Volume 18 • Issue 20 | October 07 - 13, 2005


Anchoring reading habits to a sunken ship

By Jane Flanagan

I hear that part of Pier A in Battery Park might be used for a museum on the Titanic. Terrific, just what I need — unfettered access to the Titanic. My 7-year-old son Rusty, is, well, let’s just say he’s very interested in the ship.

It all started around this time last year. New to his school, Rusty was informed that he could take home two books each week from the library. Around about the third week I noticed the first Titanic book arrive home. Soon I would grow quite impressed with the school’s collection of books on the great disaster, for before long he was bringing home two Titanic books a week.

I recall many an exhausted night sitting in the rocker reading to him, trying mightily to stay alert to passages such as “nearly 1500 people perished” and be sure to skip them.

One of the main points of interest for him was “The Bridge.” The Bridge as I now know from parenting a boy, is where the ship’s captain and his gang commandeer the control panel and thus, the fate of the ship. Rusty was also interested in the details of how and why the great ship sank: what damage did the iceberg cause, which cabins filled with water first, why did the ship break into two parts, precisely how long did the ship take to sink?

Since I lack the talent for such details even on far lighter subjects, there were times I flagged. For instances, there were nights I found discussing the Titantic’s 50,000 horse power followed immediately by the question why there weren’t more lifeboats to save all the people beyond my stamina. I praised the Lord that I had a husband who had the wherewithal to handle such matters and eagerly surrendered the chair. I was never so grateful for the pressing responsibility to make his school lunch.

It was sometime around mid-November that, desperate for a break from the doomed ship, I stopped into the school library. I was feeling my usual girlish holiday pangs and went in search of something pilgrimish. After casting about I discovered that the “Magic Tree House Series” by Mary Pope Osborne, (a.k.a. the “Jack and Annie”) had something. This is the series where the young brother and sister team visit key historical places and events. I grabbed “Thanksgiving on Thursday” and headed for the front desk. I introduced myself to the kind-looking woman behind the counter. But as I mentioned the phrase, “Rusty’s mother,” I couldn’t help but notice her eyes grow large. After our mutual exchange of “nice to meet you,” the poor woman could no longer seem to restrain herself and blurted out, “I told him no more books on the Titanic!”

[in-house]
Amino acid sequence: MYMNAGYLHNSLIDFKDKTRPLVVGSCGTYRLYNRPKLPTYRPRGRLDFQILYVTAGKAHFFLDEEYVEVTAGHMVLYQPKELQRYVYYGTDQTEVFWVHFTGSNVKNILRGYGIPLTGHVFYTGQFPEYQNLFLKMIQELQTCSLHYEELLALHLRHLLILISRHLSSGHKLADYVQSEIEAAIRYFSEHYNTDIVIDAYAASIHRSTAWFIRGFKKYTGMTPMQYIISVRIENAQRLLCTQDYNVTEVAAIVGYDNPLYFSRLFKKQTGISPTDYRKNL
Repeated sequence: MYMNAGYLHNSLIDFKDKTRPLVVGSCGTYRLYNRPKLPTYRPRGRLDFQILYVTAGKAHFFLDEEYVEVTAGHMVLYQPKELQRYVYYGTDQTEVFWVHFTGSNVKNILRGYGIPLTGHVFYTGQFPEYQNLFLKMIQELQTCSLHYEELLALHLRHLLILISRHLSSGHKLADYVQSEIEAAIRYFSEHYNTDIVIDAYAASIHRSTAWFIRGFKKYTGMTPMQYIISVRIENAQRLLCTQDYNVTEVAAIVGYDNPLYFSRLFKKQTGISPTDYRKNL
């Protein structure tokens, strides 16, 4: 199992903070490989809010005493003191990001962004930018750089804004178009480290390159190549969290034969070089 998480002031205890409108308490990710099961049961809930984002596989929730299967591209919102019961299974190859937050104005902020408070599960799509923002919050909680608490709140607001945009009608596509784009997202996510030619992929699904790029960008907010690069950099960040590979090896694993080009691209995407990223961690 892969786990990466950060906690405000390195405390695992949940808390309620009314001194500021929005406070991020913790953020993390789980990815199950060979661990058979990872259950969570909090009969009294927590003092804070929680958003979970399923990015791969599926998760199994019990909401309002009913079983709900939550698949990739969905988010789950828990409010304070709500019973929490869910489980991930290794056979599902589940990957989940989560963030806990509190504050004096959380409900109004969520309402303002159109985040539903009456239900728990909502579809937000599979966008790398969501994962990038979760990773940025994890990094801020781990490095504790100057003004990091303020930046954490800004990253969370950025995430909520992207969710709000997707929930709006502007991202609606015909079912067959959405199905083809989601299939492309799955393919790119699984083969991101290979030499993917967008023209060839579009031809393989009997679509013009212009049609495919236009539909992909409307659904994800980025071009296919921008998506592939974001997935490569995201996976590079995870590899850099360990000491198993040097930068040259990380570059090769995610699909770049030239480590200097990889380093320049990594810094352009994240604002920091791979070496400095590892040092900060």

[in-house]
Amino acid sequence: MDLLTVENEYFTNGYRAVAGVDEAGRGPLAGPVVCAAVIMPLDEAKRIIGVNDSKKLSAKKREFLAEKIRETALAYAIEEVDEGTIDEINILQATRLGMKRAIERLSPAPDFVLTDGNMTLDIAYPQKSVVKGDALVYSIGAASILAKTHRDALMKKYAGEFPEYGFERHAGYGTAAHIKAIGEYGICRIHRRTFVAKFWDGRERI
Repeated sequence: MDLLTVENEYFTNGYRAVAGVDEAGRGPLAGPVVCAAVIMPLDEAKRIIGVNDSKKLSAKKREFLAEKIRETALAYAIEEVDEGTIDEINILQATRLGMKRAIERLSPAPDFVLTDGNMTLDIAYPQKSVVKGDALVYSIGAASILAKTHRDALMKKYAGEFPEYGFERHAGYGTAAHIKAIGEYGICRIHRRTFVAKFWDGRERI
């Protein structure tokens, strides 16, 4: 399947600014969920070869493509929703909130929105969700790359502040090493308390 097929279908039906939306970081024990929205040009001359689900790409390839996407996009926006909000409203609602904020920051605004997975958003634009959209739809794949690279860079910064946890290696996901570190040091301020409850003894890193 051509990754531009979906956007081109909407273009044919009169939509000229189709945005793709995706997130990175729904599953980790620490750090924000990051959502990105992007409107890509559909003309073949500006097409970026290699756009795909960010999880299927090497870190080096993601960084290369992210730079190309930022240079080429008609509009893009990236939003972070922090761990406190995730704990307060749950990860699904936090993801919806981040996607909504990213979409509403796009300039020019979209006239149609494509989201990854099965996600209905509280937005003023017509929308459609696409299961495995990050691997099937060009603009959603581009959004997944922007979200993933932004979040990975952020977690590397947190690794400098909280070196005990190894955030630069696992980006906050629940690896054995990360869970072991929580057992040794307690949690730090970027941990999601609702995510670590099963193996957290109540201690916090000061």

After that he brought home one book a week. But by winter, the year’s true pattern was established. By then the ill-fated ship was sailing home to me every week in his backpack, sometimes one, sometimes two books at a time, an ambitious course that continued clear through till June.

But I did have moments when I hoped things would be different. I think it was sometime around April or May, when I peered into the backpack one evening and spotted something surprising. Instead of the “Titanic” I found it’s rhyming cousin the “Britannic.” Turns out it was related. It was a “sister ship” of the Titanic, my son informed me. “Well at least we are branching out,” I thought and sat down that evening to read, my hopes raised. Things started off well, too. We read that the Britannic was a hospital ship during W.W. I. But it wasn’t long before I realized we hadn’t branched as far as I might have wished. The Britannic sunk, too.

Well the school year finally ended and my son no longer had access to it’s vast collection of Titanic books. We took off for Connecticut where we enjoyed the gorgeous sunshine and afternoons at the lake, and the Titanic and it’s grim fate were far from my mind. Eventually we made our way to the bookstore and I was delighted when Rusty asked the bookseller where the section on the Jack and Annie books were. He picked out four of them and together we began to flip through such titles as, “Afternoon on the Amazon” and “Midnight on the Moon.” But Rusty then said he wanted to get another one. I told him that I thought four was plenty for one day, but wanting to give him some role in the decision, I suggested that if there was another title he wanted to substitute for one of these, we could.

Off he went as I continued perusing the books. I was surprised by how quick he returned. “Here you go Mom, I want this one instead,” he said pulling the Amazon book out of my hands. I read the title. It was “Tonight on the Titanic.”


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